* Banking, materials sectors hardest hit
* About 97 percent of NYSE stocks in negative territory
* Some analysts view slide as a time to buy
* Dow off 3 pct, S&P down 4 pct, Nasdaq off 4.2 pct
* For up-to-the-minute market news see [STXNEWS/US]
(Updates to afternoon trading, changes byline)
By Ryan Vlastelica
NEW YORK, Aug 8 Investors fled stocks on
Monday in the first session since Standard & Poor's cut the
United States' perfect AAA credit rating, reflecting growing
discouragement about the economic outlook and Washington's
ability to meet the challenges.
Monday's sharp losses extended the slide on Friday, when
Wall Street wrapped up its worst week in more than two years
on concerns about flagging economic growth and fears of a
financial meltdown in the euro zone. The S&P 500 is down
nearly 16 percent from its closing high reached on April 29,
putting it solidly in correction territory.
The CBOE Volatility Index .VIX, Wall Street's "fear
gauge," jumped 21.2 percent to 39.04, after topping 40 for the
first time since May 2010 at its intraday peak.
While all 10 S&P sectors fell more than 1 percent, the
groups most sensitive to the economy, such as banking and
commodities, were the hardest hit. The S&P financial index
.GSPF sank 5.9 percent while an S&P energy index .GSPE
lost 4.5 percent.
"The downgrade was more of a psychological blow that piled
onto a market that was already reeling," said Mike Gibbs,
managing director and chief market strategist at Morgan Keegan
in Memphis, Tennessee.
"When you get this kind of panic and fear into the market,
it goes beyond any realistic or sensible level. I wouldn't put
all my money in stocks right now. I'd hold some back."
The Dow Jones industrial average .DJI dropped 345.91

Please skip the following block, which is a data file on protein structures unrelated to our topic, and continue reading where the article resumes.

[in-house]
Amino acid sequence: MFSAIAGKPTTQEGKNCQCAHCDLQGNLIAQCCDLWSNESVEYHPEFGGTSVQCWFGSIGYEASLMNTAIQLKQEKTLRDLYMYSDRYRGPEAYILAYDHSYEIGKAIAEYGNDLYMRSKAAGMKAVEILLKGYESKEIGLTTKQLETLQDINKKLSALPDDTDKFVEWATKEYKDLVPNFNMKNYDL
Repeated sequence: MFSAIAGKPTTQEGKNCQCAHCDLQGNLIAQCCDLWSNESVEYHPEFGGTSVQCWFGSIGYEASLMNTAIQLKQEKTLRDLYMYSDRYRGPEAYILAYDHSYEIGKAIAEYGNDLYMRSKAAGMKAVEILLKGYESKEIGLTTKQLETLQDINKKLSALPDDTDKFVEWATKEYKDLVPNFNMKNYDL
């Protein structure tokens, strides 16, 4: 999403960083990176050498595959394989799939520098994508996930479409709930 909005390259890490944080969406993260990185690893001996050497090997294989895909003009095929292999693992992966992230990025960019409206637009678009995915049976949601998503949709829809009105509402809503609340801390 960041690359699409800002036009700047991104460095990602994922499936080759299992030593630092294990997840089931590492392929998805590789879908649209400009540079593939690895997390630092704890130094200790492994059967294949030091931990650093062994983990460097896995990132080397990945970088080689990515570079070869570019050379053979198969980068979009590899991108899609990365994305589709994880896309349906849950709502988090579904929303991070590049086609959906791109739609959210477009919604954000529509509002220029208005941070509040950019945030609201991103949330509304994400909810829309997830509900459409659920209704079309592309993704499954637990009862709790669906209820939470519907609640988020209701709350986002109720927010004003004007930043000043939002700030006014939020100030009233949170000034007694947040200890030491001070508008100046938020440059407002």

points, or 3.02 percent, to 11,098.70. The Standard & Poor's
500 Index .SPX slid 48.04 points, or 4.01 percent, to
1,151.34. The Nasdaq Composite Index .IXIC lost 105.47
points, or 4.16 percent, to 2,426.94.
Late on Friday after the market's close, S&P cut the U.S.
long-term credit rating by onenotch to AA-plus on concerns
about debt levels in the world's largest economy. The
downgrade could eventually raise borrowing costs for the U.S.
government and companies, as well as for consumers. For
details, see [ID:nLDE77500Z]
In Monday's session, Bank of America Corp (BAC.N) was the
most actively traded stock on the New York Stock Exchange and
the S&P 500's biggest loser, plunging 15.9 percent to $6.87.
United States Steel Corp (X.N) slid 8.9 percent to $30.25.
Only four of the S&P 500's components were in positive
Monday's selling extended to other assets, with U.S. crude
oil futures down about 4 percent, or $3.36, at $83.52 a
Gold, which is seen as a safe haven, surged 4.1 percent to
above $1,714 an ounce and rose above platinum prices for the
first time since December 2008.
Even the European Central Bank's dramatic intervention in
bond markets, which pushed down yields on Spanish and Italian
bonds, was not enough to stem selling. [ID:nLDE7770NM]
GETTING CLOSE TO A BOTTOM?
But some analysts noted the mass selling has made some
stocks attractive at lower prices.
"This is a very oversold market that has come down far too
rapidly," Gibbs said. "We're due for a bounce and the
opportunity for one is good at the levels we're at. Still,
it's nearly impossible to pick a bottom in this environment."
Barclays Capital, in a note to clients, wrote that the
decline created a "time to buy," and that the recent losses
"left equity valuations at levels of cheapness not seen since
the early 1980s."
Declining stocks outnumbered advancing issues on the New
York Stock Exchange by a ratio of 30 to 1, while on the
Nasdaq, decliners beat advancers nearly 8 to 1.
In company news, Verizon Communications Inc (VZ.N) fell
3.4 percent to $33.85 a day after nearly half of its wireline
business employees went on strike. The drop in the Dow
component's stock was not as steep as the broader market's
decline because telecom is viewed as a defensive sector.
(Reporting by Ryan Vlastelica; Editing by Jan Paschal)